William Hill plan staged shop openings as revenues plummet due to Covid-19
William Hill are planning a staged reopening of their betting shop estate in the second half of the year after reporting their revenues have plunged by more than 50 per cent because of the Covid-19 crisis.
In a trading statement released on Friday, the bookmaker said that revenue in the first ten weeks of the year had fallen by five per cent.
However, sports cancellations and the closure of their retail operations in Britain and the United States meant total group revenue fell by 57 per cent in the period from March 11 to April 28.
William Hill added that online sports betting had declined by less than anticipated as customers switched to alternative products such as table tennis and the more obscure football leagues.
Monthly cash outflow had been reduced to around £15m through measures including reducing staff costs and marketing spend and utilising government support such as business rates relief.
They have also agreed a covenant waiver with their lending group of banks.
Hills said that each additional month of shop closures would now lead to reduced earnings of between £12m to £15m, assuming the continuation of government support for furloughed workers, approximately half of the initial estimate.
However, they were withdrawing all future guidance due to the uncertainty caused by the Covid-19 pandemic.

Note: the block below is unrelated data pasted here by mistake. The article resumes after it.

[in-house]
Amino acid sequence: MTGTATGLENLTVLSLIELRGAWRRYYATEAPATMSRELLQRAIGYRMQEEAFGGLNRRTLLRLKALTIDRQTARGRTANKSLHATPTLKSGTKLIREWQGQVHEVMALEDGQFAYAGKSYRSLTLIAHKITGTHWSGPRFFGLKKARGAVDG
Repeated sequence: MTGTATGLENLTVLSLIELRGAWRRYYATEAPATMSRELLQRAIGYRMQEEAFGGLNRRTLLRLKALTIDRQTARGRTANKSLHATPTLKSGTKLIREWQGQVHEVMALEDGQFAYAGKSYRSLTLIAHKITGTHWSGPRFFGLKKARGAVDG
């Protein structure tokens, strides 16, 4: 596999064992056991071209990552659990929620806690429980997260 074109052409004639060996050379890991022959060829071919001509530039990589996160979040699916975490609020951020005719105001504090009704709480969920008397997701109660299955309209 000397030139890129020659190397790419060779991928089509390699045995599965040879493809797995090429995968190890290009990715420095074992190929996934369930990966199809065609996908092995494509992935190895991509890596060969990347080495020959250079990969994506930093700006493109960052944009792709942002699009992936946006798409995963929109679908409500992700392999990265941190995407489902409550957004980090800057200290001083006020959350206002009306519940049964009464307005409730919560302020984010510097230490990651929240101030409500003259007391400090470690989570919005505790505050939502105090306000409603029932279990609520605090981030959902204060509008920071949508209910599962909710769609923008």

They did add that they were "planning for a staged opening of the UK retail estate in the second half of 2020" and monitoring developments across the US.
Chief executive Ulrik Bengtsson said: "William Hill has overcome many challenges in its 86-year history, and I am exceptionally proud of the team and their response to the COVID-19 pandemic. We have worked hard to protect them, and in turn they have done the same for our customers.
"We reacted quickly to the cancellation of sports activities and the closure of our retail estate. We took immediate measures to save costs, reduce cash outflow and minimise non-essential expenditure by negotiating with our suppliers, cancelling pay rises and executive bonuses and suspending the dividend.
"We have preserved liquidity and amended the terms of our net debt covenant, leading to significant, balance sheet headroom. This will enable us to continue to invest for growth, most notably in the US, as plans there to roll out sports betting continue apace."
Gavin Kelleher, gaming and leisure analyst at Goodbody, said that William Hill's update contained "more positives than negatives".
However, he added: "William Hill faces a tough recovery post the Covid lockdown given its exposure to retail in the UK and the US."
William Hill's share price ended Friday around eight per cent higher at 115.35p.
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